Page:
Another no-cry method is that of UK baby whisperer Tracey Hogg, called Pick-up/Put-down. She has a website with a support forum for people using the method. I'll be completely honest here and say I don't know if this will work on an all-night-feeder. But this method is quite quick so might be worth trying anyway. Tracey's book is called Secrets of the Baby Whisperer.

All of the above methods involve moving baby out of your bed for good. If you want to continue co-sleeping, you should read the book No Cry Sleep Solution by Elizabeth Pantley.

Also if you dont already have a bedtime routine, start one now, it will help your baby learn that bedtime is sleep time when he goes into his own cot. Routine does not have to be long and should be made up of things you normally do anyway such as bath, pyjamas, story, say good night to daddy etc., a routine just means these things are done at roughly the same time and always in the exact same order.

You are welcome to contact me for information about anything I have said or instructions on any of the above methods.

Amber - posted on 01/04/2010

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Now, I didn't have a boy, so I don't know if there is a difference, but when my daughter was giving me a hard time about going to sleep, I made her take a bottle and I thickened the breast milk with some of her rice cereal. I think it helped keep her full until the morning. He is on solids, right? Maybe give him a nice filling meal and a bottle before bed so that he's nice and satisfied.

If it's more of a he just wants to be held and cuddled all night long thing, then it might be time for a little tough love. Put him in bed and tell him it's time to sleep. If he comes in to breastfeed, tell him no and walk him back to bed. It might be hard the first couple of nights, but if you stick to your guns soon he'll realize that he has to start being a big boy and sleep in his own bed.

I know it seems harsh, but you're really doing him a huge favor in the long run.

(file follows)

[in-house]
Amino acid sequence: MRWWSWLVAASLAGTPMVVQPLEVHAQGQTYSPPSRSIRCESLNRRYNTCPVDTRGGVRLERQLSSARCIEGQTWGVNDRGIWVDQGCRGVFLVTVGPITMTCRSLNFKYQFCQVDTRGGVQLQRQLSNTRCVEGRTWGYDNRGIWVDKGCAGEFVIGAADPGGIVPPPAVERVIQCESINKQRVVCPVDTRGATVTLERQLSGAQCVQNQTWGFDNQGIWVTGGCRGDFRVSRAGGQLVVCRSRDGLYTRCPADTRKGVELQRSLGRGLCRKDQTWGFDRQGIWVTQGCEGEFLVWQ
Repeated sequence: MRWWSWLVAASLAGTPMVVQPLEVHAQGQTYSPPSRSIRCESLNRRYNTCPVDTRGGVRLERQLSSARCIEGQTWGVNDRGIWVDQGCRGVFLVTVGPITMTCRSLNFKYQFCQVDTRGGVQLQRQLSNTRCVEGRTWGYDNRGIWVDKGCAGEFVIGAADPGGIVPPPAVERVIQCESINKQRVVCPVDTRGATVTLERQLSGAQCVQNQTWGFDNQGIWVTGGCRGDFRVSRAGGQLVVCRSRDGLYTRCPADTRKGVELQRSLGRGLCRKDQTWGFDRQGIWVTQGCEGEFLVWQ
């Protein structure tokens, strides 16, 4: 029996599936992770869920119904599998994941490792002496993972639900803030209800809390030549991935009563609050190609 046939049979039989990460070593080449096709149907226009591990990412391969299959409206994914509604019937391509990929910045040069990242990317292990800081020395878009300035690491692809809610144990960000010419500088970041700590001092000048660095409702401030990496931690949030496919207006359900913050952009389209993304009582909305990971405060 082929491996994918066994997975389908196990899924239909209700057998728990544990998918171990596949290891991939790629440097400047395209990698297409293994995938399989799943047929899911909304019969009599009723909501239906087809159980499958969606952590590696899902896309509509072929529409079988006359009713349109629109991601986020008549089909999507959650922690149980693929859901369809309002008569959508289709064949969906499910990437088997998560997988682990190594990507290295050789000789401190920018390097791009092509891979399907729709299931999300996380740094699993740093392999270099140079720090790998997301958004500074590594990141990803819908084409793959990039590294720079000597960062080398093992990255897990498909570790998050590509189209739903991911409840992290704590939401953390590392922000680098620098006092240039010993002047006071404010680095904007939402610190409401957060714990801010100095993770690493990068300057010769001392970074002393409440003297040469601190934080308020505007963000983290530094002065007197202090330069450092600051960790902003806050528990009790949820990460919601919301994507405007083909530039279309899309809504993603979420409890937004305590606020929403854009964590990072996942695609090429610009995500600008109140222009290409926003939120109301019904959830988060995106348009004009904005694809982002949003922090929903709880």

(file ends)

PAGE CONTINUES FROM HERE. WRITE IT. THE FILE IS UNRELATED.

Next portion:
Nicholle - posted on 01/04/2010

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Sorry to say there is no easy answer that I know of. my son co-slept and breast fed all night until he was about 12 months. We had to just grit our teeth and deal with any tantrums and displeasure with as much love and firmness as we could muster. First I started wearing cloathes to bed that prevented him from helping himself to the snack bar all night and gave feeds only sitting, then returned to sleep afterwards. Once set feed/sleeptimes were established o/n, feeds could then be spaced further apart or removed altogether. It meant lots of cuddles at times when he wanted to feed to sleep, but we got there in the end. It was definately hard and there were sleepless nights so you have to set aside a time when sleep can be missed and stick to your guns for several weeks or more to succeed.

Marisa - posted on 01/04/2010

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Oh no! I have a 12 month old boy who still doesn't sleep through the night. He is not breastfed anymore and not even milk fills him up. When I asked the doctor why he didn't stay asleep for most of the night the answer I got was this: "It's not uncommon for boys to not sleep through the night until 18 months!" What the heck? I'm tired...he needs to sleep all night, already! You're not alone.